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First Name: Arthur Louis Last Name: KINGS
Date of Death: 21/09/1914 Lived/Born In: Brockley
Rank: Private Unit: Worcestershire3
Memorial Site: La Ferte-sous-Jouarre Memorial, France

Current Information:

Age-25

1, Kneller Road, Brockley 

The Battle of the Aisne 13th September -28 September

After the Germans were defeated on the Marne they fell back to the River Aisne, closely pursued by both the British and the French. The new German line was a very formidable defensive position. To attack it  meant  having to cross the Aisne and then climb up a 500 foot high ridge on top of which was the Chemin des Dames, a road that gave the Germans an easy way to move troops along the top of the hills. On 13th September the Aisne was crossed by both British and French troops but after that progress became slower, until there was no progress at all. Both sides dug in and the fighting settled down into trench warfare. The fighting on the Aisne continued for two weeks at the end of which both sides realised that frontal attacks on entrenched positions were both costly and non-productive, not that this deterred them from continuing with this tactic throughout the war. On 20th September there was a general attack by VII Reserve Corps of German Seventh Army on the Aisne front. A dawn attack on French troops immediately on the right of the British line, drove them back out of their trenches and put great pressure on the right of the British line. In a day of heavy fighting, often hand to hand, the Germans were finally pushed back to their own lines.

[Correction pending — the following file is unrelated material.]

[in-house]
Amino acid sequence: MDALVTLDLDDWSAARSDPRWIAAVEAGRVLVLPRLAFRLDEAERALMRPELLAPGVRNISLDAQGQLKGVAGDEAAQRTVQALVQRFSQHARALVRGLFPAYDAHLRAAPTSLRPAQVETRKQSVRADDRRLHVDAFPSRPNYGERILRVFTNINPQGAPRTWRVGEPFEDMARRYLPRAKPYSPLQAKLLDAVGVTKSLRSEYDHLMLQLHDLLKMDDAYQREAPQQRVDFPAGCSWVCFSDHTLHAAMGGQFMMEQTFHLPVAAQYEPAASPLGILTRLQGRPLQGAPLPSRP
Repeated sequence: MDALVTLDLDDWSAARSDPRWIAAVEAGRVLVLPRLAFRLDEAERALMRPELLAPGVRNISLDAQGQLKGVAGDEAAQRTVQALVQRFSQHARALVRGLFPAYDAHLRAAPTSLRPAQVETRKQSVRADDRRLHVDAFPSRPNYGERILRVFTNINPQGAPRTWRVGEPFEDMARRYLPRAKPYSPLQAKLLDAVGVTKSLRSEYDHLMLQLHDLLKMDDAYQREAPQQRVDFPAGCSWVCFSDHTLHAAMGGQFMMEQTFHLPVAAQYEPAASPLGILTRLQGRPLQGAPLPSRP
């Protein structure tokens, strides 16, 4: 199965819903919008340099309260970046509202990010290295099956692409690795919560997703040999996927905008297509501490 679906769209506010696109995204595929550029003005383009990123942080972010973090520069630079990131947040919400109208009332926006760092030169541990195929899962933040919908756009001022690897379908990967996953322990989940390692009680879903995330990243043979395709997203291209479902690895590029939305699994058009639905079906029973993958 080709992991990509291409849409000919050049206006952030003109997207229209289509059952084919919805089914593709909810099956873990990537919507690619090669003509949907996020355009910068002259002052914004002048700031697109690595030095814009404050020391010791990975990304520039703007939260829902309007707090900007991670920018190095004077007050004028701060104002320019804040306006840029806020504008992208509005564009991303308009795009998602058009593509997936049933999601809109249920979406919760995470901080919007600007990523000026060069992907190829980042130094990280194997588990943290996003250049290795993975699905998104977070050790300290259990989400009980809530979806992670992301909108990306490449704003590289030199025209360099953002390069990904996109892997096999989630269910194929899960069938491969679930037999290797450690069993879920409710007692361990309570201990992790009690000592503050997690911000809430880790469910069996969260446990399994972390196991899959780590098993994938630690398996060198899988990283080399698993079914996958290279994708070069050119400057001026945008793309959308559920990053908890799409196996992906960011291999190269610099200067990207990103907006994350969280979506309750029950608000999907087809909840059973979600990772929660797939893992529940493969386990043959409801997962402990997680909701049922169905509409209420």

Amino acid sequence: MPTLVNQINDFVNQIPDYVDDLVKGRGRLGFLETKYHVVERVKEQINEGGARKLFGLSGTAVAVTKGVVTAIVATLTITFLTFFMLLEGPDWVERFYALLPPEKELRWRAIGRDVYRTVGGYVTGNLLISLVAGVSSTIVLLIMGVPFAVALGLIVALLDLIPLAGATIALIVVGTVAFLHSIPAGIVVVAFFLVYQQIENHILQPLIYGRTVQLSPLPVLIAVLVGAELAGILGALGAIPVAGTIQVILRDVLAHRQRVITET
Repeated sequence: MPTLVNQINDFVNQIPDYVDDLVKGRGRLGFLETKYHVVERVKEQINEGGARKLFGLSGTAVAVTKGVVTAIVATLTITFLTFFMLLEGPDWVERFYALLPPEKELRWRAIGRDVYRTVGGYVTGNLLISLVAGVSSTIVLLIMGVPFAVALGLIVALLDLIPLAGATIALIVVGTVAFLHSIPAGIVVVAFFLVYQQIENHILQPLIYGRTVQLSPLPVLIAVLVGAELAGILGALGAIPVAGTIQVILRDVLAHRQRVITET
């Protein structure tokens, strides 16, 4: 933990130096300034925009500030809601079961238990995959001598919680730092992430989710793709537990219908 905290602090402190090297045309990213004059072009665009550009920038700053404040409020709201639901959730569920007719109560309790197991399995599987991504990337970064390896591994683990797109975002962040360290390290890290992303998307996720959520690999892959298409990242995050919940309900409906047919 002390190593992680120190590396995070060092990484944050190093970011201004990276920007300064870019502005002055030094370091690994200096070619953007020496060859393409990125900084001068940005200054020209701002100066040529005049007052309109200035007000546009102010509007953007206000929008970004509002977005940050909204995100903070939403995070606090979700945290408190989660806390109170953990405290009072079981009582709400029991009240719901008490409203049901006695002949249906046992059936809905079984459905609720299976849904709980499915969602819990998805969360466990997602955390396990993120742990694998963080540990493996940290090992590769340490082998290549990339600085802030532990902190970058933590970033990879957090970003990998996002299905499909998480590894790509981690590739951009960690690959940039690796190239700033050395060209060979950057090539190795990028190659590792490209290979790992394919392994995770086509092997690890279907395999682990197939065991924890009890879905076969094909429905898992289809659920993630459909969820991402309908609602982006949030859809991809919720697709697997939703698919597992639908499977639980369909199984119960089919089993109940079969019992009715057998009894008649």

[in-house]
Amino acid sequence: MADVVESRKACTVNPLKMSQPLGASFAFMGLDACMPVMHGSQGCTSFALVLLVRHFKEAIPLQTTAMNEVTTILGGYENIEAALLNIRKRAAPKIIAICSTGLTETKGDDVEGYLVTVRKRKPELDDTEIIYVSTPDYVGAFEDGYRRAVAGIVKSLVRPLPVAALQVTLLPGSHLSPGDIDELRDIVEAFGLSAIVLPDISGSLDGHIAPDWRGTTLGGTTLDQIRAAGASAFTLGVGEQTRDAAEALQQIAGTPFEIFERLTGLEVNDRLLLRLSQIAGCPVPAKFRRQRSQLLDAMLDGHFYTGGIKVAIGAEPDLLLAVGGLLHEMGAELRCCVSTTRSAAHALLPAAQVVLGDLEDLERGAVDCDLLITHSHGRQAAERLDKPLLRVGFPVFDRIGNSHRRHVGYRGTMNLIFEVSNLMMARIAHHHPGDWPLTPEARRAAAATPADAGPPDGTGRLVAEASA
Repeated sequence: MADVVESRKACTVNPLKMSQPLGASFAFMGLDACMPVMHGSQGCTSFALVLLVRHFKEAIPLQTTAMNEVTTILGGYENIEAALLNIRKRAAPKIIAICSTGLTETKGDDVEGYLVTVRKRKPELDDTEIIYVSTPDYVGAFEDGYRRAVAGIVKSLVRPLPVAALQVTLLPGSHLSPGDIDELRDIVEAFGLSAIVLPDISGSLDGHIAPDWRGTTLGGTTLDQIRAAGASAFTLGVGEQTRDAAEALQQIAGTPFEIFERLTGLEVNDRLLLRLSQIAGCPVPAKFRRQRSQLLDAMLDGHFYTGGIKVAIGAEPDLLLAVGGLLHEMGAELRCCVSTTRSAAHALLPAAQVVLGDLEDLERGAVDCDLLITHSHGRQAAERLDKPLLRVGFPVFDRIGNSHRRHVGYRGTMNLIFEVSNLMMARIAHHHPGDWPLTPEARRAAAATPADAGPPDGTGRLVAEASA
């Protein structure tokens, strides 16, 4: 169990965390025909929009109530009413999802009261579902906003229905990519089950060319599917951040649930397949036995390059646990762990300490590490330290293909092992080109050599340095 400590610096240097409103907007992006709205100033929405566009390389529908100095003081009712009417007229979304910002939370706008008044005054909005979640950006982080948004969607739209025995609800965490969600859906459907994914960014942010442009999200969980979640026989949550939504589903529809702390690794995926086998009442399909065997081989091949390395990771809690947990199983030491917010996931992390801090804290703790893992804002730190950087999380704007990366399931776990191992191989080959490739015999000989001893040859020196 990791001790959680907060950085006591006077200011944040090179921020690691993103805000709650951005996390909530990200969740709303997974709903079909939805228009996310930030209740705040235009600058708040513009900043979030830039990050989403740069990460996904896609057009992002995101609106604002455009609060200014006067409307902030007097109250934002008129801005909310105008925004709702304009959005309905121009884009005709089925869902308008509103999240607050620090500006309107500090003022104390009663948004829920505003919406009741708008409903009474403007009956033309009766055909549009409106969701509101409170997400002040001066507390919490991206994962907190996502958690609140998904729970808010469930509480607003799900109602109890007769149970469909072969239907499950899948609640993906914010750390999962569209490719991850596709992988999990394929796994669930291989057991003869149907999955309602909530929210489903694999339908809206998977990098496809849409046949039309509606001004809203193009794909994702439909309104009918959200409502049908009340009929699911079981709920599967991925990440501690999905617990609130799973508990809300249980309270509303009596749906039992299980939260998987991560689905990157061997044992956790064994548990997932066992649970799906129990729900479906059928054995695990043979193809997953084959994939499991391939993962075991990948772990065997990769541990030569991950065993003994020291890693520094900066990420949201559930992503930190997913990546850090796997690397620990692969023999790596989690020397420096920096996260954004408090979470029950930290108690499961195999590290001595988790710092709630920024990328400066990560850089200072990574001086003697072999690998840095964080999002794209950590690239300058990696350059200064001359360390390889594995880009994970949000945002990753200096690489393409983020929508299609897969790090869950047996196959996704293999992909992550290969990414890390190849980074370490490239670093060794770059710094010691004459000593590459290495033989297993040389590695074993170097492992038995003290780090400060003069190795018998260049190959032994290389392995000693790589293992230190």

7 Brigade, 3rd Division saw the brunt of the fighting. Between 8 am and 9 am, 1st Wiltshire. In the centre of the line were attacked by German infantry, some 200 of whom managed to push their way through dense undergrowth between 1st Wiltshire and 3rd Worcestershire and bring their machine guns into action. By noon, the three companies of 1st Wiltshire had managed to hold the Germans at bay on their front. 2nd South Staffordshire from 6 Brigade were sent midway between Chavonne and Vailly and began to work north up the valley against the German left flank.  British artillery also came into play and by 2 pm the German advance was stopped.  They fell back a little and tried to entrench but were driven back further by British shrapnel.  At 4 pm, 200 men of 1st Wiltshire, 3rd Worcestershire and 2nd South Lancashire,  advanced and after sharp fighting drove the Germans back to their original line. Although this death is recorded as 21st  September, it is much more likely to have occurred on the 20th September.

 

 

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